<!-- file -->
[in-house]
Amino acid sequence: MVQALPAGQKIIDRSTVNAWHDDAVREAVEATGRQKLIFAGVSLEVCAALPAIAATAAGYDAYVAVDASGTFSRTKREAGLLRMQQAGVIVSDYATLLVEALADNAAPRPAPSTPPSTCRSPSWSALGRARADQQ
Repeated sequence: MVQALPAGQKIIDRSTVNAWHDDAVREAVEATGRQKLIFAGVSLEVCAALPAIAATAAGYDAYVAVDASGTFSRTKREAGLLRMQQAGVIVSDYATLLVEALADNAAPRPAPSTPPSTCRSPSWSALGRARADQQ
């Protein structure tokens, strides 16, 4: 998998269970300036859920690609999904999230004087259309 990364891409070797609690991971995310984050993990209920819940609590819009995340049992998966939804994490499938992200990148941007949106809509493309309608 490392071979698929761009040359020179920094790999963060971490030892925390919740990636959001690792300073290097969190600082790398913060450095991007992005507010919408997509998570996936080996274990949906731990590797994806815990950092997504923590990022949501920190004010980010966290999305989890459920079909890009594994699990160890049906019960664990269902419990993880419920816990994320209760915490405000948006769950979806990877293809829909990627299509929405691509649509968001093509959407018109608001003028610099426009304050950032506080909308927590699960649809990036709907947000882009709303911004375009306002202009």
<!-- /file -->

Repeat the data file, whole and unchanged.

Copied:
[in-house]
Amino acid sequence: MVQALPAGQKIIDRSTVNAWHDDAVREAVEATGRQKLIFAGVSLEVCAALPAIAATAAGYDAYVAVDASGTFSRTKREAGLLRMQQAGVIVSDYATLLVEALADNAAPRPAPSTPPSTCRSPSWSALGRARADQQ
Repeated sequence: MVQALPAGQKIIDRSTVNAWHDDAVREAVEATGRQKLIFAGVSLEVCAALPAIAATAAGYDAYVAVDASGTFSRTKREAGLLRMQQAGVIVSDYATLLVEALADNAAPRPAPSTPPSTCRSPSWSALGRARADQQ
């Protein structure tokens, strides 16, 4: 998998269970300036859920690609999904999230004087259309 990364891409070797609690991971995310984050993990209920819940609590819009995340049992998966939804994490499938992200990148941007949106809509493309309608 490392071979698929761009040359020179920094790999963060971490030892925390919740990636959001690792300073290097969190600082790398913060450095991007992005507010919408997509998570996936080996274990949906731990590797994806815990950092997504923590990022949501920190004010980010966290999305989890459920079909890009594994699990160890049906019960664990269902419990993880419920816990994320209760915490405000948006769950979806990877293809829909990627299509929405691509649509968001093509959407018109608001003028610099426009304050950032506080909308927590699960649809990036709907947000882009709303911004375009306002202009």